However, I would like to differ from your statement that says: “My own thinking about reconciliation has deepened as I’ve learned from our brothers and sisters who are walking the hard road of healing and forgiveness after the genocide. To see perpetrators and survivors living in community challenges my conceptions of what unity in Christ looks like in practice. This sentence is a core to your existence and purpose of you as an individual or your organization as PEAR is in Rwanda. Majority of Rwandans who have been and still are under the oppressive leadership in this country disagrees with your statement. In facts they accuse you of being an instrument of division and favouritism that is judgemental, which is absolutely opposite to what you said you stand for, spreading the good news of the Lord.  PEAR has promoted RPF domination in Rwanda through its projects and fundraising in US. As someone who hails from the Anglican church of Rwanda in Northern Rwanda I understand what I am talking about.

PEAR has been an instrument of humiliation for Hutus who live in this country. Like most Americans, especially those who call themselves Christians have worked so hard to portray all Hutus as genocidaires as you have put it so well in your own sentence that “perpetrators (Hutus) and survivors (Tutsi) living in community work together to promote reconciliation. When you call all Hutus perpetrators in a country where 80% of the youth are Hutus you are continuing to humiliate them so that they will always feel guilty of things they never did. You are telling Tutsis as you have always done in the past that they are innocent people who have nothing to fear therefore they should go to school and come back lead over the so called perpetrators which is an American made connotation to Hutu community in this country. Why am I speaking out now? Because I am tired of an American imperialism in this Rwanda and your hypocrisy.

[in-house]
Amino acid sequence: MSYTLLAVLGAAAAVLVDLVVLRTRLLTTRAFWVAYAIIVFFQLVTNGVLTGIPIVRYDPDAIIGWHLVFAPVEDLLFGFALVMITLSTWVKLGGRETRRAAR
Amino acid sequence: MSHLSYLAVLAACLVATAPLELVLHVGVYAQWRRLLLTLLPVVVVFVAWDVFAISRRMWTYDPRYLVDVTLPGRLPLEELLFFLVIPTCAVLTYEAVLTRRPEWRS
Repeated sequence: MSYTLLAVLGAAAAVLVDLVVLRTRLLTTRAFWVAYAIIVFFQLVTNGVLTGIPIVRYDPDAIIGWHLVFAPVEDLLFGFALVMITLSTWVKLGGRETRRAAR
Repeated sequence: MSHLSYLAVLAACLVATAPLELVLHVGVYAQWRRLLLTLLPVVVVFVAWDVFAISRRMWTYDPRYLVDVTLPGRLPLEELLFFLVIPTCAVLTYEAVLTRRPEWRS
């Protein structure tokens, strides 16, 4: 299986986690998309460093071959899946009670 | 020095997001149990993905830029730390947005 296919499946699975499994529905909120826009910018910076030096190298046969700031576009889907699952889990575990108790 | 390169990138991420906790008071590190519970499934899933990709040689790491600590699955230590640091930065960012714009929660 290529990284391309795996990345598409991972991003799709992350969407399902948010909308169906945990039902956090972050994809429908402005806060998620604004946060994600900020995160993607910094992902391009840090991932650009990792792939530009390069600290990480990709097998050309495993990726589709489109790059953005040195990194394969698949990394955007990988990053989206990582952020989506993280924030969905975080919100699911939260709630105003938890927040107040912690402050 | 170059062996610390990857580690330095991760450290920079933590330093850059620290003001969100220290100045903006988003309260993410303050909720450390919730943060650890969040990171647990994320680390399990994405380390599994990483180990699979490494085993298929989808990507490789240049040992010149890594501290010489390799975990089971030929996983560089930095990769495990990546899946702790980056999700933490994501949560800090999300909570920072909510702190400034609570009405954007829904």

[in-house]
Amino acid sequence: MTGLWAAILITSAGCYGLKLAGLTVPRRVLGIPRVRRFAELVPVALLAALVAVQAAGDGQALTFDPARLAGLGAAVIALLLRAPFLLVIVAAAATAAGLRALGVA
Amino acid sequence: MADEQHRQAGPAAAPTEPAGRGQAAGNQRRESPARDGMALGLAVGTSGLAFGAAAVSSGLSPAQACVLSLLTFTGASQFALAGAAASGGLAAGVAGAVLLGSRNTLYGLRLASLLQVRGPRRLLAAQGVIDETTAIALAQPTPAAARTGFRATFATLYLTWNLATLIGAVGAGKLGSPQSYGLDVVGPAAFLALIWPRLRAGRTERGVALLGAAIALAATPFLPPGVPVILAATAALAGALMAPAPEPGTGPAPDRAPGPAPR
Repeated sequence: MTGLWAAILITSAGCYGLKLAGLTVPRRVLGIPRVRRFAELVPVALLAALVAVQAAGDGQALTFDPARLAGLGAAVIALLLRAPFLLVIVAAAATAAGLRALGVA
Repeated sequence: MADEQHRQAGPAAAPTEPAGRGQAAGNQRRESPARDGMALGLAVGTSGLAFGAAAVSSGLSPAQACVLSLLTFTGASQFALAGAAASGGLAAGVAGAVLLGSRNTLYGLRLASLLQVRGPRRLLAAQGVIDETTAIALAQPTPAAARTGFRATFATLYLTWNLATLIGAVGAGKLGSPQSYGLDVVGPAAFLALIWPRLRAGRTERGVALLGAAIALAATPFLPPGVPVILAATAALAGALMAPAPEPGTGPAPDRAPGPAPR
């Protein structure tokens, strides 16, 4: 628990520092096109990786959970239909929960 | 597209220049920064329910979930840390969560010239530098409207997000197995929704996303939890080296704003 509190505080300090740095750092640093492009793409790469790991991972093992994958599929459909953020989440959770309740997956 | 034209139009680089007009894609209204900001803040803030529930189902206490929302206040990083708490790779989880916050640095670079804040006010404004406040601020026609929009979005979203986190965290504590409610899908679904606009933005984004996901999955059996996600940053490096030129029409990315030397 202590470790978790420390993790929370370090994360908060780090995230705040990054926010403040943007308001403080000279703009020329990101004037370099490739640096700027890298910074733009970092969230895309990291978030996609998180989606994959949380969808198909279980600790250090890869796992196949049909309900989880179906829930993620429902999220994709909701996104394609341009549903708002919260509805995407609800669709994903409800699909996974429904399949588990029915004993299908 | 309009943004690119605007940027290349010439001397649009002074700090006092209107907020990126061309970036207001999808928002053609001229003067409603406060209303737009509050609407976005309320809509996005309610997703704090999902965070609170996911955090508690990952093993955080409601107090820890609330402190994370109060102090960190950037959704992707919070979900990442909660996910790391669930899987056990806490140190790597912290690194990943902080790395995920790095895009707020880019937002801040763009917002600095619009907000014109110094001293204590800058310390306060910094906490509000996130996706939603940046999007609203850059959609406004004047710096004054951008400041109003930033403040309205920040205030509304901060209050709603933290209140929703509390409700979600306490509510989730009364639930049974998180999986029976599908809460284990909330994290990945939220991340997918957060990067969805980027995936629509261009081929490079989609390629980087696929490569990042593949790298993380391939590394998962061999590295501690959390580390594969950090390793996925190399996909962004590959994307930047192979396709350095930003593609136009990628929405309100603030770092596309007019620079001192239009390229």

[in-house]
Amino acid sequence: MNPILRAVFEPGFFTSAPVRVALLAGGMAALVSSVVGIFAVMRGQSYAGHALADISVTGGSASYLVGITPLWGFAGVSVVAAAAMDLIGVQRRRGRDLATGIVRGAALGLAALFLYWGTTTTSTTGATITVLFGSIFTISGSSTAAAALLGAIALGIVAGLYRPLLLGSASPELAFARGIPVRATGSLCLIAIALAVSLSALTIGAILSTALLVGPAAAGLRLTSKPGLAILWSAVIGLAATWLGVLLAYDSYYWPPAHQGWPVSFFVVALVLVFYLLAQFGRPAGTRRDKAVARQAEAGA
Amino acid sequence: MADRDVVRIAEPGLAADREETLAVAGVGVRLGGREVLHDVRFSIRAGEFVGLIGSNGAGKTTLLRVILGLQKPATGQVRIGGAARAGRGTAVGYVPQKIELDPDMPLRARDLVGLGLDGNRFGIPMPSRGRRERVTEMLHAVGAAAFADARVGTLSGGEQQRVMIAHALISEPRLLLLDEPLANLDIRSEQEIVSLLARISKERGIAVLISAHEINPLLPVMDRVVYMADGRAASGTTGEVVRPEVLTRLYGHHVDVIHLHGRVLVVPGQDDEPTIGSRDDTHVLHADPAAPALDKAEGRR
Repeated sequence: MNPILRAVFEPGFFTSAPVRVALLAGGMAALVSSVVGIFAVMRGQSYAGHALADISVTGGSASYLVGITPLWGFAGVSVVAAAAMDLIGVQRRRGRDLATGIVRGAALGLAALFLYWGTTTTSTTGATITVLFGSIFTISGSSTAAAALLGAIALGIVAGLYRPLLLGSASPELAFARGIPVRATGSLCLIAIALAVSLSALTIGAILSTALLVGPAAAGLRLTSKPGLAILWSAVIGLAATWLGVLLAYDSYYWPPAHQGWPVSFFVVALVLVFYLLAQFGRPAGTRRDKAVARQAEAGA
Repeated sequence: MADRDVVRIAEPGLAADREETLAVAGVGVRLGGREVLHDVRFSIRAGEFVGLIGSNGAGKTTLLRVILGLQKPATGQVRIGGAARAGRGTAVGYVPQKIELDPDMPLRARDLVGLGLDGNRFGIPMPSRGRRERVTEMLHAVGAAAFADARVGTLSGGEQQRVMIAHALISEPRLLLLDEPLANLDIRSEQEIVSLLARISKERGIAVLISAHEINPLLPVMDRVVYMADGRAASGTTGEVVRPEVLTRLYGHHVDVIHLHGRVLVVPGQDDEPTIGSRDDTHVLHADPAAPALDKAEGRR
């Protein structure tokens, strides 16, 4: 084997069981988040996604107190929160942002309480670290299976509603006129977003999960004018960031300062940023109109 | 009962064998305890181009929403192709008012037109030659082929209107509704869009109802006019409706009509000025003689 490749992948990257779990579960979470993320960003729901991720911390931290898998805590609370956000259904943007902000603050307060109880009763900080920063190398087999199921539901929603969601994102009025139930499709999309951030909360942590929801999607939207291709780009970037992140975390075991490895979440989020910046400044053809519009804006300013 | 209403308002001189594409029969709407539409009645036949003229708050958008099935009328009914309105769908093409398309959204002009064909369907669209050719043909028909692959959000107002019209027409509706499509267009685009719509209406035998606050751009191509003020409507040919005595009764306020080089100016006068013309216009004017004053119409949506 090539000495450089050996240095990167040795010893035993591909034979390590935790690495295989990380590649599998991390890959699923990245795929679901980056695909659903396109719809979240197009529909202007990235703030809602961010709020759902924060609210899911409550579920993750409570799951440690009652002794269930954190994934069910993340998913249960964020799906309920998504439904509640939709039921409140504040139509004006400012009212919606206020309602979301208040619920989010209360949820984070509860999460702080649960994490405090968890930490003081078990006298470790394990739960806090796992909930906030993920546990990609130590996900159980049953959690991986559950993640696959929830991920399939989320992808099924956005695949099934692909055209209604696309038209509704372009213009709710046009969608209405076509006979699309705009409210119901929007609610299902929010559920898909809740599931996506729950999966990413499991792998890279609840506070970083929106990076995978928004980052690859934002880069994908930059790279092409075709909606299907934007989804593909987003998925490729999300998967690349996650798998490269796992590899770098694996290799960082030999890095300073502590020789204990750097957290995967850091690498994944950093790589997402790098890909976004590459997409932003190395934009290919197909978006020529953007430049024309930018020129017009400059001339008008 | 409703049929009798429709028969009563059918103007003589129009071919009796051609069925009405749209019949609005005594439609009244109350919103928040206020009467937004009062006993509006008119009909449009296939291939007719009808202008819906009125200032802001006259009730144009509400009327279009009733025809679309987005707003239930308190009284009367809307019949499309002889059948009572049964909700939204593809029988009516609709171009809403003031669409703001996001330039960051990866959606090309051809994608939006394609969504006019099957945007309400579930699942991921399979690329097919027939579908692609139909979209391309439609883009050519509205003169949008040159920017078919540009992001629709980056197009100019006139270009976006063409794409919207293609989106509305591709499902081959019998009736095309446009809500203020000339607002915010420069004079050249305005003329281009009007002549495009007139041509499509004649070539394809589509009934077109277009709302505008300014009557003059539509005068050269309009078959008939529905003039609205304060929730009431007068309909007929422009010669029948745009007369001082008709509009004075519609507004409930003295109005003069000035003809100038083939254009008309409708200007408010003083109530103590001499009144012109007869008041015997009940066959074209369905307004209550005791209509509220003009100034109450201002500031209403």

When you call Hutus perpetrators you forget that some Tutsis lead by Kagame invaded a sovereign state supported by American church. You ignore that RPF lead by Tutsis came killing people in Byumba and Ruhengeri. You forget that RPF shot down a plane of a legitimate president of Rwanda Habyarimana Juvenal which allowed RPF to engage in a new campaign of an onslaught on Rwandan people in order to take power in Kigali. You forget that it used to be called Rwandan genocide because millions of people from all sides were massacred. You forget that Hutus lost more than 4 million people in the hands of RPF. You forget to watch the BBC Two documentary called Rwanda the untold story where it details what really happened in Rwanda. Most importantly you forget that your organization has been always unfair by sending Tutsi kids to go and study in USA whereas you send Hutu kids for vocational training in the nearby Kenya so that they are intellectually unable to lead and yet they make up more than 80% of the Rwandans. You as Americans would you allow someone to come from outside shoot your president, take over power, and rule over you regardless? If you cannot accept injustice in your own country why do you go supporting injustice in African countries? Start from your own Anglican church here in Rwanda, how many Hutus in leadership positions and yet 80% of your church members are Hutus? Does it mean that Hutus because they are perpetrators as you always refer to them are incapable of leading the church of which they had lead since 1960?